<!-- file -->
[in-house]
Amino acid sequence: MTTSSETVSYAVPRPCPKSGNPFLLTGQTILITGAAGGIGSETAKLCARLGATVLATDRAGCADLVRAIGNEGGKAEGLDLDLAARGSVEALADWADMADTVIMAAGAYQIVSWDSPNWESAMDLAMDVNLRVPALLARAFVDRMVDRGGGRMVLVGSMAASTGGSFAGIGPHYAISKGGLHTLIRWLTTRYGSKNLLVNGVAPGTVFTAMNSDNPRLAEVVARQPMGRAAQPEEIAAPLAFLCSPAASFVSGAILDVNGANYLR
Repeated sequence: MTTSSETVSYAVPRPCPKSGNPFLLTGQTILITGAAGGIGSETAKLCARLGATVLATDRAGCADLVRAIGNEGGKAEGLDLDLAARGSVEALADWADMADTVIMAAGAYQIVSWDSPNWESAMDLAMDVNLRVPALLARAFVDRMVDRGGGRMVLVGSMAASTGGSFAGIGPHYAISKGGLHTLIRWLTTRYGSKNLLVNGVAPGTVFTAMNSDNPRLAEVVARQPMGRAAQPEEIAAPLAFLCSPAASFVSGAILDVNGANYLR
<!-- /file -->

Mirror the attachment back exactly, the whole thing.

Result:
[in-house]
Amino acid sequence: MTTSSETVSYAVPRPCPKSGNPFLLTGQTILITGAAGGIGSETAKLCARLGATVLATDRAGCADLVRAIGNEGGKAEGLDLDLAARGSVEALADWADMADTVIMAAGAYQIVSWDSPNWESAMDLAMDVNLRVPALLARAFVDRMVDRGGGRMVLVGSMAASTGGSFAGIGPHYAISKGGLHTLIRWLTTRYGSKNLLVNGVAPGTVFTAMNSDNPRLAEVVARQPMGRAAQPEEIAAPLAFLCSPAASFVSGAILDVNGANYLR
Repeated sequence: MTTSSETVSYAVPRPCPKSGNPFLLTGQTILITGAAGGIGSETAKLCARLGATVLATDRAGCADLVRAIGNEGGKAEGLDLDLAARGSVEALADWADMADTVIMAAGAYQIVSWDSPNWESAMDLAMDVNLRVPALLARAFVDRMVDRGGGRMVLVGSMAASTGGSFAGIGPHYAISKGGLHTLIRWLTTRYGSKNLLVNGVAPGTVFTAMNSDNPRLAEVVARQPMGRAAQPEEIAAPLAFLCSPAASFVSGAILDVNGANYLR